Small is beautiful--and familiar. That axiom is proving its validity in
much of the development coming out of today's restructured aerospace industry.
The size and costs of projects have shrunk--and so have the bureaucracies that
oversee them. The result: Industry is proving that it can do much more than many
thought with smaller budgets.
NASA's Small Satellite Technology Initiative (SSTI) is a good example. The new Lewis and Clark satellites, the first to be built under the program, will carry groundbreaking payloads when they launch later this year. Engineers completed the Lewis project in two years, a remarkable feat. And now that they have established the basic procedures, they'll probably be able to cut the already bargain-basement price of $64 million for future craft.
And, speaking of bargain-basement prices, a NASA-McDonnell Douglas team designed and built theX-36 demonstrator in slightly over two years for just $17 million. No simple, routine project, it incorporates some breakthrough technology, such as a classified thrust-vectoring system and split-aileron control surfaces.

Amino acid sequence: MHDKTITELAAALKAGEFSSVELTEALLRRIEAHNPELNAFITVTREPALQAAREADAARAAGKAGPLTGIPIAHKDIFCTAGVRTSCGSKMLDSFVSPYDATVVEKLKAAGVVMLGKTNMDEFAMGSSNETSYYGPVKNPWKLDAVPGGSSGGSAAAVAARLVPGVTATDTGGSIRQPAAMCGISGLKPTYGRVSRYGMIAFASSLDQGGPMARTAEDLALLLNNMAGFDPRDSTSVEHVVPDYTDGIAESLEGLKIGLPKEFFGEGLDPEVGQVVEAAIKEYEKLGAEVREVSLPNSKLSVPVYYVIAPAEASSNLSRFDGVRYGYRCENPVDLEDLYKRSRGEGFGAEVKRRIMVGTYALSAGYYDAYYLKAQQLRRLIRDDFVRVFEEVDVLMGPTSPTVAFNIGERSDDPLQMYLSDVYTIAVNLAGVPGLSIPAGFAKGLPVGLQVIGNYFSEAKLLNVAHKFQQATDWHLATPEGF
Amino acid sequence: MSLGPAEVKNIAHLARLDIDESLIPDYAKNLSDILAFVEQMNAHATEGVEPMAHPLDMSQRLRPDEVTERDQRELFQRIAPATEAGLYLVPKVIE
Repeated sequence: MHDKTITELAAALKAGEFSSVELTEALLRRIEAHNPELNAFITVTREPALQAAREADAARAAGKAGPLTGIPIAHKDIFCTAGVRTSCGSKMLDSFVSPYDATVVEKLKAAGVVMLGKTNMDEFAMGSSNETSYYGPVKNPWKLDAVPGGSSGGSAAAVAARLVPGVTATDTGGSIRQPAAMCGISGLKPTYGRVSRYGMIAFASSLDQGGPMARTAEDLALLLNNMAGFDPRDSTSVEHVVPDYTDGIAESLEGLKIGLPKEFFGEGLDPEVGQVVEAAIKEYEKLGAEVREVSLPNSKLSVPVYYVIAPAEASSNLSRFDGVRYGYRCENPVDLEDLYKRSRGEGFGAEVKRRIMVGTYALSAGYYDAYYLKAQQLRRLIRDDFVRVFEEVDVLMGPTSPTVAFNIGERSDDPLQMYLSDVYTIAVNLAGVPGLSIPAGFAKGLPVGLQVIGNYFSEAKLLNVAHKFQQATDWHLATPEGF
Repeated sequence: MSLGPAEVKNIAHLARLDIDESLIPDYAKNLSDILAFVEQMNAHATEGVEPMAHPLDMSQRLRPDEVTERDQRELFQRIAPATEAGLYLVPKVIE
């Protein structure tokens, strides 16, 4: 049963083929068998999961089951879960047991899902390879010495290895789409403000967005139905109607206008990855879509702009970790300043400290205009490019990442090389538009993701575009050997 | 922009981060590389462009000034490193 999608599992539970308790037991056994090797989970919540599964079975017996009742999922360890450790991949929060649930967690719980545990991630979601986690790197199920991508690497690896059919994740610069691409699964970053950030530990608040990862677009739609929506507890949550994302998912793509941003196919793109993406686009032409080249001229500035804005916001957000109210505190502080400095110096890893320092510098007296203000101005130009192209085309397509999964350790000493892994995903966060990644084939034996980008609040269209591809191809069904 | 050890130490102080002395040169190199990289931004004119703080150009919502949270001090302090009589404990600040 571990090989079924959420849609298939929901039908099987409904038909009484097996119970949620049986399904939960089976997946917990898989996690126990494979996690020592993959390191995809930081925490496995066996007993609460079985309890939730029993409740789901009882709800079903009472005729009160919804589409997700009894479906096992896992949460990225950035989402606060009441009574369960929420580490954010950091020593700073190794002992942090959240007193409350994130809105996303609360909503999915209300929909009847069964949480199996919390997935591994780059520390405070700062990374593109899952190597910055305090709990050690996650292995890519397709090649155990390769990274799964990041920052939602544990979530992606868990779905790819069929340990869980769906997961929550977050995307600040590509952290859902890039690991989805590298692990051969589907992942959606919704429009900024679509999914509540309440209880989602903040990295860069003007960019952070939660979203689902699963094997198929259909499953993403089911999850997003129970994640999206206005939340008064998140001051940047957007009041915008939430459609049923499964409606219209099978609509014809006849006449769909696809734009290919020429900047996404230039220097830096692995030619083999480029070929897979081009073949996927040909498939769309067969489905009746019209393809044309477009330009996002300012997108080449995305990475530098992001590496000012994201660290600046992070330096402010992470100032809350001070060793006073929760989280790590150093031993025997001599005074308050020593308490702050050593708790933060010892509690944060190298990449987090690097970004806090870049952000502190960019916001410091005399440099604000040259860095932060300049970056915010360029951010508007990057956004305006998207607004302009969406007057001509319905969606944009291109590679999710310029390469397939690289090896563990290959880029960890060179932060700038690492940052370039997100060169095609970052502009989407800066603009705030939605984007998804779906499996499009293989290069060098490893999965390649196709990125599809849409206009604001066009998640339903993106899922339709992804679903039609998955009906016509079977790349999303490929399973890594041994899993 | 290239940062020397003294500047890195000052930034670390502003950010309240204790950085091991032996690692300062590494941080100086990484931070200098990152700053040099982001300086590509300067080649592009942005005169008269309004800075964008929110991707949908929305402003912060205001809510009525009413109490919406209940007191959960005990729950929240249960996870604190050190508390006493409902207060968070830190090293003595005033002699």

Maybe one reason aerospace engineers are producing so well under the lean-and-mean philosophy is that it's really not new. Yes, a few years back the sky was the limit on budgets. Economics dictated a change, but many of the procedures that resulted seem familiar. The fact is, lean and mean has been around awhile. The legendary Kelly Johnson employed a version of the concept years ago in the original Skunk Works project. It shows up today in hundreds of companies under different monikers, such as the Phantom Works at McDonnell Douglas.
America, of course, hasn't lost the ability to do the big projects. Far from it. The Cassini spacecraft's propulsion system, being developed by JPL and Lockheed Martin Astronautics, and said to be the most complex such system ever, certainly proves that.
But if the future in aerospace and other fields, at least in the short term, belongs to those who can thrive in a lean-and-mean environment, at least it's a future we know. And aerospace engineers are doing what they have always done: showing others the way.